Five Steps For Preparing For Mediation

Five Steps For Preparing For Mediation

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Published by TOP4 Team

Mediation is one of the most effective ways to resolve your disputes and conflicts. It can save parties a lot of money, energy and time. However, many people have never been involved in mediation and do not know what to expect and therefore come unprepared to take advantage of all the mediation has to offer. From my experience as a mediator, the more prepared the parties are, the stronger the resolution will be. Preparing for mediation is not something that takes a lot of time and strategy. There are some simple steps that parties can take that will greatly affect the mediation outcome. This article will take a look at how to effectively prepare for mediation, so that you will be ready to create the best resolution to your conflict.

Understanding the Mediation Process:

If you have never participated in mediation, then you are not alone. For many, mediation is a vague process. Knowing how mediation works will help reduce your anxiety, fear and limit any surprises that you may encounter. The mediation process is a confidential way for you and the other party to discuss and resolve your conflict. Typically the mediation is facilitated by one to two mediators whose job it is to help the parties discuss their conflict and come to a resolution. Mediators are not judges or arbitrators; therefore they do not make any judgments or decisions. Mediations are party driven, meaning that all decisions and agreements are made by the disputing parties. Mediators are trained to help you come to a decision that all parties can agree upon. Because the process is driven by the disputing parties, many of the rules and participants are agreed upon by all involved parties. Just understanding the process will give you an advantage, in knowing what to expect.

Understand Your Interests:

One of the most important things that you can do to prepare for mediation is to know what your needs and interests are. Before you can identify your interests, you have to separate them from your positions or proposed solutions. An interest is what you what you want to gain from mediation, while a position is how you expect that interest to be met. For example, if you are a divorced parent and interest may be to have more time with your children, and a position would be that you want to pick your children up three hours early each weekend, even though it cuts into the other parent's time with the children. While your interest may have many ways to be met, your position only has one way to be met. Take some time before the mediation to write down your interests and needs. This will help you to be open in finding solutions to meet your interests and increase your chances of succeeding.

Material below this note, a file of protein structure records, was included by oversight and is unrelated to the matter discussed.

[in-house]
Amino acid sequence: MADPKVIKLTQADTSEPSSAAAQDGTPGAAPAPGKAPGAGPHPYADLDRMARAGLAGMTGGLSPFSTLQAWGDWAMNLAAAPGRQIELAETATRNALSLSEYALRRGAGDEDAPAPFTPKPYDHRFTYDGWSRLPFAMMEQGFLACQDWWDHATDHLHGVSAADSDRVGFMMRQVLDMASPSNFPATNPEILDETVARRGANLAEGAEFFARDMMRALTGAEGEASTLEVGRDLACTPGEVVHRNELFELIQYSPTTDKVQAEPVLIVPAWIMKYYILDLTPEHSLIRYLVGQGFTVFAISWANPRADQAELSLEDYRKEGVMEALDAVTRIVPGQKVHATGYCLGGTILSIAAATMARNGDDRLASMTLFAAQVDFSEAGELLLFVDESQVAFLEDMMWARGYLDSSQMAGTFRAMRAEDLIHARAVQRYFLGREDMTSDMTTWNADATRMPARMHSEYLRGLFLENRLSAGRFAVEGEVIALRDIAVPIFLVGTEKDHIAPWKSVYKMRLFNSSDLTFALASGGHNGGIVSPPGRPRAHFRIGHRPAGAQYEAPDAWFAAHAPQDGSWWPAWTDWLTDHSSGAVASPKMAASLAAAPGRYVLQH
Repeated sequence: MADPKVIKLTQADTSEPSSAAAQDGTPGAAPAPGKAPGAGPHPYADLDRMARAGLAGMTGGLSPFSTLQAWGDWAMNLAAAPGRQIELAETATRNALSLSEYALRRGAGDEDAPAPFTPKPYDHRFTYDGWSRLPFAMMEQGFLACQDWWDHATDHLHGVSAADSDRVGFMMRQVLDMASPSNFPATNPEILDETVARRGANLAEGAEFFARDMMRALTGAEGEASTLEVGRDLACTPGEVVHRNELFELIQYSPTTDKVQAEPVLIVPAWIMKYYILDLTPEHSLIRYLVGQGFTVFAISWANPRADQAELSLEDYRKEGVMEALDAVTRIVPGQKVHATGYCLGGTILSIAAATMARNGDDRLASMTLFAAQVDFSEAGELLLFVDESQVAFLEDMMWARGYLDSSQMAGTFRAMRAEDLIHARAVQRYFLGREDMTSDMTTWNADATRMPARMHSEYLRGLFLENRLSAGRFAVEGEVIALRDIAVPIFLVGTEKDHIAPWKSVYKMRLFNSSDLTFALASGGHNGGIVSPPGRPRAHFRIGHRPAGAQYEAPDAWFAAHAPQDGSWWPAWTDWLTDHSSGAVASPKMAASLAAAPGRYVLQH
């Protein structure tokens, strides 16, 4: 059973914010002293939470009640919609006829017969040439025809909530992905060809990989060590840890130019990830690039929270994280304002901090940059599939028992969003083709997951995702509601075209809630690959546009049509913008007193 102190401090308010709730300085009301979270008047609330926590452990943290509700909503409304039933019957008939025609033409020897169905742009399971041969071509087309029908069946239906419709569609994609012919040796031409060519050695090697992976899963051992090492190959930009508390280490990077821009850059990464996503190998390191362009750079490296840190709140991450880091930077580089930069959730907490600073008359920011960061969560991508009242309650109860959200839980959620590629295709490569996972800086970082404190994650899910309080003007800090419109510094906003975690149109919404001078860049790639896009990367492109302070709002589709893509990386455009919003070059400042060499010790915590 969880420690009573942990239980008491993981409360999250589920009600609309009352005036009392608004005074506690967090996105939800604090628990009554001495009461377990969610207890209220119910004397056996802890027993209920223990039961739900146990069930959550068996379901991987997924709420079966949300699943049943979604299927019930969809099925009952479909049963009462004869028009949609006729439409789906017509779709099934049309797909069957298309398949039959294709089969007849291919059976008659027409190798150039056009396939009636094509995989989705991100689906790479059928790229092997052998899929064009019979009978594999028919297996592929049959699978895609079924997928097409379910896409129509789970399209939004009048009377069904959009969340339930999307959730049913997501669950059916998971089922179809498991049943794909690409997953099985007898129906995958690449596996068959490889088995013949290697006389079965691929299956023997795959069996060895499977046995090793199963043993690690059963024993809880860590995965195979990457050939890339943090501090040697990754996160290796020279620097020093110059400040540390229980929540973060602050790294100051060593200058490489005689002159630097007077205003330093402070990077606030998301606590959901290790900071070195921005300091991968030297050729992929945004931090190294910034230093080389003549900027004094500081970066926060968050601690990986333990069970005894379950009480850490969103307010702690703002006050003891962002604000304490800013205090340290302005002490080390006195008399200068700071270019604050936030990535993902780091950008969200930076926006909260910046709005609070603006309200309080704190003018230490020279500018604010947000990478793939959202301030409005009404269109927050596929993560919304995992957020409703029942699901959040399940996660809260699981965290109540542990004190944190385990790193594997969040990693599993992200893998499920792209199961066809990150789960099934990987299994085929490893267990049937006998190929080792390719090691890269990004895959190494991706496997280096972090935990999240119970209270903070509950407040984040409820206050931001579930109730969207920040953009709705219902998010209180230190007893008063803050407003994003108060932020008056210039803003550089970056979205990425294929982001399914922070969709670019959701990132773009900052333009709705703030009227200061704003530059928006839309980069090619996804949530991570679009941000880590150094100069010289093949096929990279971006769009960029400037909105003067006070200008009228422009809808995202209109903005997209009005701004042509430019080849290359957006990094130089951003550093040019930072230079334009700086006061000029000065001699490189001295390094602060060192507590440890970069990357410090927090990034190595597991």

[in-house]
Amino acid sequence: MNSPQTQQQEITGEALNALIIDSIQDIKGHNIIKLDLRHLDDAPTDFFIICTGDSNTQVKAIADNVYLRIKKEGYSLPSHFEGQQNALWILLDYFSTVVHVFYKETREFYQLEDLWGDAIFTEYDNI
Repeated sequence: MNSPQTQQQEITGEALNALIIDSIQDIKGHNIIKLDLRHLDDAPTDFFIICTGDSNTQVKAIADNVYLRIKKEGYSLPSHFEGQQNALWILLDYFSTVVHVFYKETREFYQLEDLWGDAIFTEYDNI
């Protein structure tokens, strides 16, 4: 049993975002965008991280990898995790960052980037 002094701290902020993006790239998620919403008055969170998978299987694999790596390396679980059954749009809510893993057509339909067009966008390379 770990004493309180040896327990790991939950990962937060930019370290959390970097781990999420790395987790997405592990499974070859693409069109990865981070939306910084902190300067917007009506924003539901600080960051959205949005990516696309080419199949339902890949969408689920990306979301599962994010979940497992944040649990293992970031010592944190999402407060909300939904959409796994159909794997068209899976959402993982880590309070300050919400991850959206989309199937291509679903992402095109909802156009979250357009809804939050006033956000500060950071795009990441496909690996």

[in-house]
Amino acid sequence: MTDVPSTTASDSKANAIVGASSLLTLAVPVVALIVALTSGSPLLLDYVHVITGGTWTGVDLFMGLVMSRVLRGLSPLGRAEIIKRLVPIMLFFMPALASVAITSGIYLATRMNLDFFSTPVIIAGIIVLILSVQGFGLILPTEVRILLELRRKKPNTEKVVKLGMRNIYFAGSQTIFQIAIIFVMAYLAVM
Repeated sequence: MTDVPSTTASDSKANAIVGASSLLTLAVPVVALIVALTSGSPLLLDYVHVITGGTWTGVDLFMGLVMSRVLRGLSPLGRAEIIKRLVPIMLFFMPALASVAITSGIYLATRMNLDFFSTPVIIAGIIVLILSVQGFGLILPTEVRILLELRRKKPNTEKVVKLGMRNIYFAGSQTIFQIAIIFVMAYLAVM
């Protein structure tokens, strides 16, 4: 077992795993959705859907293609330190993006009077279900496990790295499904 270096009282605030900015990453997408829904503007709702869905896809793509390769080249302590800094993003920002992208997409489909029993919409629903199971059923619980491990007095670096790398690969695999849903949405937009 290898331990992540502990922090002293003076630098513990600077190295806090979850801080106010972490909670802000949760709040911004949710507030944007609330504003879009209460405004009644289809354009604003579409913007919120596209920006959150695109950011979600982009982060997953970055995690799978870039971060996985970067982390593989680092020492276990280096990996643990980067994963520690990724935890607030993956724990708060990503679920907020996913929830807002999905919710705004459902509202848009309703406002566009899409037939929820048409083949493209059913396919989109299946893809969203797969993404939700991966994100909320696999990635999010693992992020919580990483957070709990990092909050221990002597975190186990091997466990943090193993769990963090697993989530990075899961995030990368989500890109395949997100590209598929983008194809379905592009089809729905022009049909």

Knowing What the Minimum is that You Will Accept:

When trying to resolve any conflict, there will be a compromise, alternate solutions, and give and take. Therefore it is always good to know what the minimum is you are willing to accept in your resolution. Knowing this before the mediation will help you protect your interests, and keep you on track and focused. The best way to visualise this is to know what the best outcome or your alternative option is if you did not mediate. Take time to explore your limits and boundaries. Seriously consider what you will be willing to live with. The more honest that you are with knowing what you can live with the better off you will be. This will help you be prepared when you consider alternative solutions and proposals in mediation and will help you know beforehand what you may be able to live with.